When we think of trees, we typically think of their normal uses: shade, lumber, etc. – but what you might not know is that there are specific trees every prepper should grow.
These trees are not only great for the above uses, but they also have a huge variety of survival applications that every survivalist should know about.
We want you to not only survive, but thrive – that’s why we’ve compiled this list of:
Top 10 Trees Every Prepper Should Grow
1 – White Birch
Known for their white, paper-thin bark and small oval-shaped leaves, this beauty has a host of versatile uses.
For food, this tree contains drinkable sap and small small twigs that can be boiled into a flavorful tea.
Its bark is thin enough to provide excellent tinder, but strong enough to make containers/canoes out of. Plus, if you heat its pine tar over a fire, it makes an excellent adhesive.
2 – Hawthorn
This protective tree has lots of thorns, which provides a thick, natural and effective barrier. Plus, surprisingly, this tree is known for helping heart health and even lowering your blood pressure. Make a tea out of its branches/leaves and enjoy the health benefits it provides.
3 – Sugar Maple
Sugar maple has lots of survival uses; for instance,in late winter and early spring it’s a great source of drinkable sap (it’s nature’s energy drink).
Note: Not many people know sap can actually save your life, so drink up!
Plus, its seeds are edible (delicious when boiled and salted) as well as its leaves (like in salads), and its branches make for ideal pot holders, spit roasts and utensils.
4 – American Plum
Don’t expect these trees to grow very tall – but what they lack in height, they make up for in width. Their long branches provide a deterrent from intruders.
Probably the best reason to grow them, though, is for their delicious fruit – using the plums, you can make wine, jellies, prunes, and preserves. You can use these to enjoy for yourself or to barter with others.
Note: Prune juice and prunes work well for constipation, so be prepared for that.
5 – Willow
You’ll soon understand why the willow is known as one of the most graceful trees – its branches are flexible, and can be used to weave baskets and other containers.
Plus, its a natural healer since its bark contains the chemical salicin (similar to aspirin), and is effective at decreasing headaches and inflammation (just by chewing on the twigs).
6 – JuJube
This tree is by far one of the most resilient – it can withstand blazing temperatures as well as freezing ones. It, too, provides a thorny barrier from the outside world, and its fruit is great for making preserves, tea, and even wine/vinegar.
However, it’s most notable for its immune boosting medicinal properties – it can help prevent infection, anxiety and stomach ulcers, and has also been used as a natural contraceptive and sedative.
7 – Cedar
This well-known tree has a fantastic smell that makes it ideal for cooking fish (especially salmon). It’s also ideal for making furniture and for carving, and will help ease cold/flu symptoms.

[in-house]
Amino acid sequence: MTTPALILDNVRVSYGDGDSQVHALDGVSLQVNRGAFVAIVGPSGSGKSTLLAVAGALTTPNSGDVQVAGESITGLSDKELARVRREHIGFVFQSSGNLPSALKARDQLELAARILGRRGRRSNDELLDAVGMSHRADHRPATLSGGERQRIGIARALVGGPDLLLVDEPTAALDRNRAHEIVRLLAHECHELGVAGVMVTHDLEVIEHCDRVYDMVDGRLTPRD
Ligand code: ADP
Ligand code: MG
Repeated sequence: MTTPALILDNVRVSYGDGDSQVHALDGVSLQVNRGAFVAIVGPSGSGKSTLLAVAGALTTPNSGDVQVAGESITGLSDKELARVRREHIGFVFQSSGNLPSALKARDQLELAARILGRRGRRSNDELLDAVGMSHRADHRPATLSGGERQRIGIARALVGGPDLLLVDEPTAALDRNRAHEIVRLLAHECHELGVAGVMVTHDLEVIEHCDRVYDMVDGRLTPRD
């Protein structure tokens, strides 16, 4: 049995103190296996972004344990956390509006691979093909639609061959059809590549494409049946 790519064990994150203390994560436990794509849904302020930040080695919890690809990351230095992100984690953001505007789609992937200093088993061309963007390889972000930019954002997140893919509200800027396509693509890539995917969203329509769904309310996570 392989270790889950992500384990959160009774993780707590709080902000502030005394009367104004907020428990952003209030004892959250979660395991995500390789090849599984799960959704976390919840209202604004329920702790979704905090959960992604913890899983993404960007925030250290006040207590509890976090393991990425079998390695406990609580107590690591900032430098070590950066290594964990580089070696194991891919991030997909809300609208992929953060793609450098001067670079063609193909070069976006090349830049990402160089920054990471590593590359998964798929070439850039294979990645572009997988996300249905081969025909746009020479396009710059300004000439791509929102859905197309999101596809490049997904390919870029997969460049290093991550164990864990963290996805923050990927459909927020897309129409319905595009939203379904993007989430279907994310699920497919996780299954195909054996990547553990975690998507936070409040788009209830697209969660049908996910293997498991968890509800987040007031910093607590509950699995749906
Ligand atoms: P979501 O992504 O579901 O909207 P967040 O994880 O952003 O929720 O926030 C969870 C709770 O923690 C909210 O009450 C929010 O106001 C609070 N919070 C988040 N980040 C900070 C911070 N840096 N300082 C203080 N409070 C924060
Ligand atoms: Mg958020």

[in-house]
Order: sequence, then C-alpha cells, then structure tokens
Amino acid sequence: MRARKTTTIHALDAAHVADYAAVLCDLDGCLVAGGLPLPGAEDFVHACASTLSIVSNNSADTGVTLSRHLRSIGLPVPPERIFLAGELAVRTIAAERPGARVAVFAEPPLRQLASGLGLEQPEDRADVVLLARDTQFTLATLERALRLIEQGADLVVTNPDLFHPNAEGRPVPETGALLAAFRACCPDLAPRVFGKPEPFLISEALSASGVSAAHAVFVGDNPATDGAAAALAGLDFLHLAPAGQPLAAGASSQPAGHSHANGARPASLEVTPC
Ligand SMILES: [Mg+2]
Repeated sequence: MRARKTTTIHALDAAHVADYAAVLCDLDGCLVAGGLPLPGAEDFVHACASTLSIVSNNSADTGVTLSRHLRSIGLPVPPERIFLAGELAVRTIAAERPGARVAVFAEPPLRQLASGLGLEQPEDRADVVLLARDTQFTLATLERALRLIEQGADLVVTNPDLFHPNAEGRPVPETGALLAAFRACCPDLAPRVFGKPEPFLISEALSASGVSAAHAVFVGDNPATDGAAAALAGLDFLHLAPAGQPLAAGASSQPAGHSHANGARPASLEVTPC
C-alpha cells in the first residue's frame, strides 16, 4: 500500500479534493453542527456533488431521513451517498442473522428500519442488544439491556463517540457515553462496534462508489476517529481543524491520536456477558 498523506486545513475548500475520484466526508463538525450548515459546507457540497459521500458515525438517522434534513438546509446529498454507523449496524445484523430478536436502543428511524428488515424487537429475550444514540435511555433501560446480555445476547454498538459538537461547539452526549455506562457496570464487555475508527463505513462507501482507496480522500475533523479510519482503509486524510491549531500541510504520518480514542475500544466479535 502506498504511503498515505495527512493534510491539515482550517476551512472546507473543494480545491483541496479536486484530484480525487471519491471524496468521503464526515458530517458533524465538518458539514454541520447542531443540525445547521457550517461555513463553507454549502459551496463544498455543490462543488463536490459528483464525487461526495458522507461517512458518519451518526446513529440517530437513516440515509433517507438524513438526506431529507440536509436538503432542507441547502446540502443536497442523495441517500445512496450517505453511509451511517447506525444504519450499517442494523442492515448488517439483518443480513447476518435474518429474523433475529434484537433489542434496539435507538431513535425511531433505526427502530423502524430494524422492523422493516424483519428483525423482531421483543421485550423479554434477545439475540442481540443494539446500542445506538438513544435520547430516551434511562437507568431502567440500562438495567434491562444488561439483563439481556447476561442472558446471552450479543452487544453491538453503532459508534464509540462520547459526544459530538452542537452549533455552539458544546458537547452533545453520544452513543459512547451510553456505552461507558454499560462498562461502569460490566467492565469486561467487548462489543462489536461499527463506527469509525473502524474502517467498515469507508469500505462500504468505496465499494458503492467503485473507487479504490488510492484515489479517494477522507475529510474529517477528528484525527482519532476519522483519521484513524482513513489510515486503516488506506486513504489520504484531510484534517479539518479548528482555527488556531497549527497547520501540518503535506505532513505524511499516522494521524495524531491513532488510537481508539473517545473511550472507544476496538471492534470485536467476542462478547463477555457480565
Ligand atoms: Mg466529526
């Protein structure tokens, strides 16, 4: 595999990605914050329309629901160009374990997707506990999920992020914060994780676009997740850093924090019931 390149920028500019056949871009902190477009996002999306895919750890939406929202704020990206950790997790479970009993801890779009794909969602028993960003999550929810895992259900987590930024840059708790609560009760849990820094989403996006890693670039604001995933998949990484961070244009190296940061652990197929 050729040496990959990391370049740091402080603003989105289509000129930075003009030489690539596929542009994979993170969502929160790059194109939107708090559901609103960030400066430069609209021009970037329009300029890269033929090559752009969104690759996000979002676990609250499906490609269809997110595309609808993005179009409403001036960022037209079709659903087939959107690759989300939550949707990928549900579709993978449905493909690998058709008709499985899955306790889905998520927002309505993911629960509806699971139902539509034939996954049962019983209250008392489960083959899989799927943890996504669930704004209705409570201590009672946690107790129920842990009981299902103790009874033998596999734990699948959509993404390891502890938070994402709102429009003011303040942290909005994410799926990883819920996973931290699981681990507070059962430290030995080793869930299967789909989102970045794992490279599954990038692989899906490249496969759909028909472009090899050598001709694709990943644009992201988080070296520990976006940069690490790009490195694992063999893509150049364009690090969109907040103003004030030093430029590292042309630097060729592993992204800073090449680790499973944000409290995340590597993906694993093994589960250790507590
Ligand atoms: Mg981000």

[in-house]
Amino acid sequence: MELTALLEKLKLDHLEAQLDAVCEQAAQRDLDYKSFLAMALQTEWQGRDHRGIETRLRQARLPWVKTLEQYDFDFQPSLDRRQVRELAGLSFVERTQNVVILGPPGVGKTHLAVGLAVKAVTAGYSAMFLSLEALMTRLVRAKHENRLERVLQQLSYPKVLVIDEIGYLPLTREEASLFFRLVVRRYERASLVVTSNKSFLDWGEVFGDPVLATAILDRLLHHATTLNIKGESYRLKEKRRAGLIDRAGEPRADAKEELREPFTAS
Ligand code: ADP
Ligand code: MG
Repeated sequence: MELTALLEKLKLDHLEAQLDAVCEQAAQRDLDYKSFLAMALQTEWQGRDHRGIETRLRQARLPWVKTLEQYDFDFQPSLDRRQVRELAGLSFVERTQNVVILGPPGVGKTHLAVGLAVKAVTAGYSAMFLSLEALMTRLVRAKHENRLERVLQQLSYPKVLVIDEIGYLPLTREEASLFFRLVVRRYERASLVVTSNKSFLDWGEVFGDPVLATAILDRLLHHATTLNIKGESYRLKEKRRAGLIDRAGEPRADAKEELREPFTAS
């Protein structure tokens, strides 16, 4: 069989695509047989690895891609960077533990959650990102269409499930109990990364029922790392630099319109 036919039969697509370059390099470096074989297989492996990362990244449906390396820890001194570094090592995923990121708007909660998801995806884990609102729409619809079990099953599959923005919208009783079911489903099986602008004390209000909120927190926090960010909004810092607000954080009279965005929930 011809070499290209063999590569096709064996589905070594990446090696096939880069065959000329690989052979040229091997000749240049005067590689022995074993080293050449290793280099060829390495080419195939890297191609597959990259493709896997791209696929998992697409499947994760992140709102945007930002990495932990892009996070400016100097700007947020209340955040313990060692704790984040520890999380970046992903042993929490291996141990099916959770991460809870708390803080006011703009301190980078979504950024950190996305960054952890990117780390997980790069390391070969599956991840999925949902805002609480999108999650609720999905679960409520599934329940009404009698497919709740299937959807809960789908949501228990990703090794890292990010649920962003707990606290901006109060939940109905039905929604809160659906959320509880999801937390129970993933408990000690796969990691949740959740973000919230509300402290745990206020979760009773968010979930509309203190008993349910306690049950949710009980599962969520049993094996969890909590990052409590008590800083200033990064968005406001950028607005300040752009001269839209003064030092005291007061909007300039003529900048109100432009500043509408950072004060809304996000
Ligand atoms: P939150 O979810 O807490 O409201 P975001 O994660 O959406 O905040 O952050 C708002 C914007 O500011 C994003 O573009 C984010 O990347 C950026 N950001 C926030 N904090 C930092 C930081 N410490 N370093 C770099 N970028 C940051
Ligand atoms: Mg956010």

This biblical tree can also be used to extend the life of your clothes, as well as that of your livestock. For example, its bark shavings help deter moths from eating your clothes, and it prevents livestock from accumulating fleas and other nasty bugs when they roll in the shavings.
8 – American Basswood
The Basswood’s distinctive heart-shaped, toothed leaves are deliciously edible, and its inner bark has a very sweet flavor. But, it’s not just meant to be tasty – the inner fibers of the bark make fantastic cordage that’s difficult to break. It’s also loved by wood carvers due to its easy-to-work bark.
9 – Walnut
Walnut is typically best known for its delicious nuts (typically eaten out of the shell and in pies), as well as the gorgeous hardwood it produces- it’s been used to create musical instruments, flooring, carvings and gun stocks. What some people don’t know, though, is its walnuts can assist in making dyes and ink, and the center of the nut is excellent for buffing out blemishes in furniture.
10 – White Pine
White Pine arguably has the largest variety of uses in this list.
For example, its resin (as well as its lower, dead branches) can be used for kindling and make a great fire booster.
Speaking of fire boosters, here’s a great tip on how to make a fire booster from tree resin:
The White Pine resin can also be turned into an epoxy when heated and combined with crushed charcoal, and is great for waterproof clothing seams and containers. It’s also ideal for making candles.
Its pine needles can be made into tea (lots of vitamin C!) and its inner bark is edible. Its pine needles make great tinder, as well as natural insulation for shelters.
Plus, its boughs are great for making lean-to roofs and beds, and the surface roots make excellent natural cordage.
Now that you know about all these trees (especially the Walnut), you might be imagining beautiful hardwood floors or furniture right about now. Well, to get all that lumber you’re gonna have to chop that baby down.
We’ll help you out with our Trucker’s Friend Its 2 lb. high carbon steel blade and 4.5″ cutting edge make it ideal for cutting smaller trees, and the other 7 tools built onto it make it one of the best survival multi tools you could ever own.
Click here or on the picture below to purchase one of these hatchets today, and get cracking on your next project.
You left out the Yew tree which makes very good longbows and the Cedar makes good arrows.
PS your timeout is too fast, this is 3rd try